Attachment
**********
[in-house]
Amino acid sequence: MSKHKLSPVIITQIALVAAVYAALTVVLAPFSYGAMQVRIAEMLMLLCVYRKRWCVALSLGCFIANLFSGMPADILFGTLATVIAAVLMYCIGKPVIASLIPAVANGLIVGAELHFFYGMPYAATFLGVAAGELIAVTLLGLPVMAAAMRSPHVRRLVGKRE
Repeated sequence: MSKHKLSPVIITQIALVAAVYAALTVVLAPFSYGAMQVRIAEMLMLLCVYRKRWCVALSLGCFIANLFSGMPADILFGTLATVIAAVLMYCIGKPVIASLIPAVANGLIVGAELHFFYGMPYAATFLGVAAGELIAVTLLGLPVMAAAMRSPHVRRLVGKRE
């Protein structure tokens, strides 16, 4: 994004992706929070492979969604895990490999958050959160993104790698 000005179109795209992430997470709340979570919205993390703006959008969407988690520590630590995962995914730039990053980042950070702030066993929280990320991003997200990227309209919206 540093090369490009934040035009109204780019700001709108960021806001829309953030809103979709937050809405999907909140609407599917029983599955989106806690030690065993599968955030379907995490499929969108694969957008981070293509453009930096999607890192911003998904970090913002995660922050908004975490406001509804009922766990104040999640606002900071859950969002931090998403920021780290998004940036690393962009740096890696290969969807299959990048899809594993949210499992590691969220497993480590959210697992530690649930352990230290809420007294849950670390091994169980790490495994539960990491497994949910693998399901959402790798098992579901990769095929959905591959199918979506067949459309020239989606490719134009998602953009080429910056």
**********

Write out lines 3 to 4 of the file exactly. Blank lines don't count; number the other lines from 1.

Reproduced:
Repeated sequence: MSKHKLSPVIITQIALVAAVYAALTVVLAPFSYGAMQVRIAEMLMLLCVYRKRWCVALSLGCFIANLFSGMPADILFGTLATVIAAVLMYCIGKPVIASLIPAVANGLIVGAELHFFYGMPYAATFLGVAAGELIAVTLLGLPVMAAAMRSPHVRRLVGKRE
């Protein structure tokens, strides 16, 4: 994004992706929070492979969604895990490999958050959160993104790698 000005179109795209992430997470709340979570919205993390703006959008969407988690520590630590995962995914730039990053980042950070702030066993929280990320991003997200990227309209919206 540093090369490009934040035009109204780019700001709108960021806001829309953030809103979709937050809405999907909140609407599917029983599955989106806690030690065993599968955030379907995490499929969108694969957008981070293509453009930096999607890192911003998904970090913002995660922050908004975490406001509804009922766990104040999640606002900071859950969002931090998403920021780290998004940036690393962009740096890696290969969807299959990048899809594993949210499992590691969220497993480590959210697992530690649930352990230290809420007294849950670390091994169980790490495994539960990491497994949910693998399901959402790798098992579901990769095929959905591959199918979506067949459309020239989606490719134009998602953009080429910056």